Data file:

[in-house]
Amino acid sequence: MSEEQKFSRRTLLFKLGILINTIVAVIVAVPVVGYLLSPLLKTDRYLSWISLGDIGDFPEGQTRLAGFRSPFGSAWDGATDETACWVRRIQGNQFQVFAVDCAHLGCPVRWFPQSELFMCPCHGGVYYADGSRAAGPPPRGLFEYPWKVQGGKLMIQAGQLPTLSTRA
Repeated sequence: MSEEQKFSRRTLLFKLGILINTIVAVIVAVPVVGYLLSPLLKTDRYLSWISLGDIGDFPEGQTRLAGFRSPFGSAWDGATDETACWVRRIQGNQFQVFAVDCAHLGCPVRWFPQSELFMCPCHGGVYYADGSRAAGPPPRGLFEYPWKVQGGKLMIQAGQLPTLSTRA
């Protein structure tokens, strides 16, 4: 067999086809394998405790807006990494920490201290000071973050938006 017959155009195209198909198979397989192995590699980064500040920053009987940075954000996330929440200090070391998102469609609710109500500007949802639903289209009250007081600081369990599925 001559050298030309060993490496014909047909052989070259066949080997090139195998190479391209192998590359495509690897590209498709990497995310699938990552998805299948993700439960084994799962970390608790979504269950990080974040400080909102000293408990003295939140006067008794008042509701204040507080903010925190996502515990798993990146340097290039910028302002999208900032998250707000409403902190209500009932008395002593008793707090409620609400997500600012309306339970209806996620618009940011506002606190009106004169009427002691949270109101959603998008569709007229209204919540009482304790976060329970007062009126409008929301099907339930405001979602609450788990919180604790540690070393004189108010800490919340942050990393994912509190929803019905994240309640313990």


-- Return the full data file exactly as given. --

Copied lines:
[in-house]
Amino acid sequence: MSEEQKFSRRTLLFKLGILINTIVAVIVAVPVVGYLLSPLLKTDRYLSWISLGDIGDFPEGQTRLAGFRSPFGSAWDGATDETACWVRRIQGNQFQVFAVDCAHLGCPVRWFPQSELFMCPCHGGVYYADGSRAAGPPPRGLFEYPWKVQGGKLMIQAGQLPTLSTRA
Repeated sequence: MSEEQKFSRRTLLFKLGILINTIVAVIVAVPVVGYLLSPLLKTDRYLSWISLGDIGDFPEGQTRLAGFRSPFGSAWDGATDETACWVRRIQGNQFQVFAVDCAHLGCPVRWFPQSELFMCPCHGGVYYADGSRAAGPPPRGLFEYPWKVQGGKLMIQAGQLPTLSTRA
């Protein structure tokens, strides 16, 4: 067999086809394998405790807006990494920490201290000071973050938006 017959155009195209198909198979397989192995590699980064500040920053009987940075954000996330929440200090070391998102469609609710109500500007949802639903289209009250007081600081369990599925 001559050298030309060993490496014909047909052989070259066949080997090139195998190479391209192998590359495509690897590209498709990497995310699938990552998805299948993700439960084994799962970390608790979504269950990080974040400080909102000293408990003295939140006067008794008042509701204040507080903010925190996502515990798993990146340097290039910028302002999208900032998250707000409403902190209500009932008395002593008793707090409620609400997500600012309306339970209806996620618009940011506002606190009106004169009427002691949270109101959603998008569709007229209204919540009482304790976060329970007062009126409008929301099907339930405001979602609450788990919180604790540690070393004189108010800490919340942050990393994912509190929803019905994240309640313990």